A Powys Foodbank has said it has seen a “massive jump” in need locally over the last few months - leaving its shelves bare.

Rob Field, who works at Welshpool Foodbank has said there has been an almost 20 per cent increase in usage of its services this year as the cost-of-living crisis puts more and more people under financial pressure.

“Up until the end of September we were running something like 17 per cent up but we are now over 20 per cent up, we had an extremely busy October,” said Rob.

“We saw a massive jump and that just kept going - we have seen a higher rise than the national average. You’ve seen more families come in so there’s been more children.”

This jump left the shelves “empty” and required the foodbank to go to the Trussell Trust’s central fund for extra help.


This rise in need was reflected in figures released by the Trussell Trust which shows that the number of food parcels given out in Powys has over doubled in five years to 5,887 packages.

The number of children needing assistance trebled from 730 a year in 2017-2018 to 2,239 in 2022-2023.

“Because the food inflation is so high that I think a lot of people have struggled everybody, like ourselves is having to face much higher energy bills – so even for us it has tripled,” said Rob.

“In the first year we gave out about five tons, I think last year it was 24-25 tons.”

The Welshpool Foodbank, which is also a part of the is available twice a week for anyone with a voucher to use their services and provides “nutritionally balanced” food parcels that las.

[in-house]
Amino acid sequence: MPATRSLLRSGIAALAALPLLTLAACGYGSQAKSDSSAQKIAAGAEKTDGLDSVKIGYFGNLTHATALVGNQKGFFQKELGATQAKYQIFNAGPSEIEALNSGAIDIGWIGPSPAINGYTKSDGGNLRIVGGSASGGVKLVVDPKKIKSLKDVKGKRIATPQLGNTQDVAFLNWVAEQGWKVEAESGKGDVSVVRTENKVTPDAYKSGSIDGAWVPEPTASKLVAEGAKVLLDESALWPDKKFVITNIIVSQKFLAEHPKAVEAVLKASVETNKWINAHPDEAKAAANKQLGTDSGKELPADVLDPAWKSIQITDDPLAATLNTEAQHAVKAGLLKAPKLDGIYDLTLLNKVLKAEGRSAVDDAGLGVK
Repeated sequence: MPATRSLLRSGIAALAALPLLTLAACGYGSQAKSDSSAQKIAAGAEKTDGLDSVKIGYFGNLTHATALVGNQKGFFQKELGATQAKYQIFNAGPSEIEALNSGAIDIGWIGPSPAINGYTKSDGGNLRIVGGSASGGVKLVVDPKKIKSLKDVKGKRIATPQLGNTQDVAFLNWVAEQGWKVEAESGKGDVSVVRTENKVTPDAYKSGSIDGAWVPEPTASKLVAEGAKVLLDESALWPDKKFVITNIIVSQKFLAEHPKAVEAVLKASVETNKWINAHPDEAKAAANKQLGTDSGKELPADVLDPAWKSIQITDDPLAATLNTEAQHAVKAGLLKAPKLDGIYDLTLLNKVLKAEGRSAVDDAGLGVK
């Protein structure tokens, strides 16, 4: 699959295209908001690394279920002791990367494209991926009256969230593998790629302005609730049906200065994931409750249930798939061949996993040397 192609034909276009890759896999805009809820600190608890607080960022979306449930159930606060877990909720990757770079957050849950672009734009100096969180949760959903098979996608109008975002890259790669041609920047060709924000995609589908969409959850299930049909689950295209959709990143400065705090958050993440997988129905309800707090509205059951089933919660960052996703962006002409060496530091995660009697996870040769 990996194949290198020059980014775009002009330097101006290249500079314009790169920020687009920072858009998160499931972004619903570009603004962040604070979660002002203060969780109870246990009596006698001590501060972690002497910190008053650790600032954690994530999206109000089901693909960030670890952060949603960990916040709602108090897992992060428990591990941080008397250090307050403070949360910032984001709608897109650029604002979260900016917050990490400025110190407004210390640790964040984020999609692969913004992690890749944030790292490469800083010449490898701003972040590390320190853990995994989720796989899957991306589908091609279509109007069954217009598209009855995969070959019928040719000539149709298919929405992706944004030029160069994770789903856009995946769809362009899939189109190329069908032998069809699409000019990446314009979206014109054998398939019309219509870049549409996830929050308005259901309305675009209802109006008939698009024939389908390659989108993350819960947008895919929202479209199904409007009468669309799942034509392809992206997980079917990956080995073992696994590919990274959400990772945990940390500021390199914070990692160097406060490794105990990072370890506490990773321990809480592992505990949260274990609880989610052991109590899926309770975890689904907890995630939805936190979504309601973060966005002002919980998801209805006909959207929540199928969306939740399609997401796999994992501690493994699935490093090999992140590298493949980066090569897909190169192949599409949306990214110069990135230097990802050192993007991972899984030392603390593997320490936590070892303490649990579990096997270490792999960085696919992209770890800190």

“We have around 40 agencies who we work with, we as a foodbank do not refuse people, if they have a voucher and they come to us we will honour that,” added Rob.

“We had around 1400 people through the door last year, which is a lot for such a small town. We cover a massive area here. We cover Foel, halfway towards Oswestry, halfway towards Shrewsbury and beyond Newtown sometimes.”

Rob believes there are multiple reasons why people are using their services.

“There are people with mental health difficulties, some of these people have been abused, manipulated by people all sorts could have happened to them,” said Rob.

“Benefit delays or benefit changes. This usually caused by changes of circumstances or when family structures change then you get this delay.

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“Whilst benefits went up by inflation, which was good, it was overall inflation and food inflation has been a lot higher so it has not been adequate.

“You also get sanctions, if Universal Credit overpay you they want it back. The problem is they take quite a bit and people are just left with no recourse to anything.

"Many of these things happen just because someone has put the wrong figure. But the vast majority is just because they don’t have enough to live on.”

Recently the food bank has seen a “small dip” in donations as everyone “feels the pinch”.

However they have said they have amazing support from “both sides of the political aisle” and that they have had local businesses, schools and churches go “above and beyond” to help.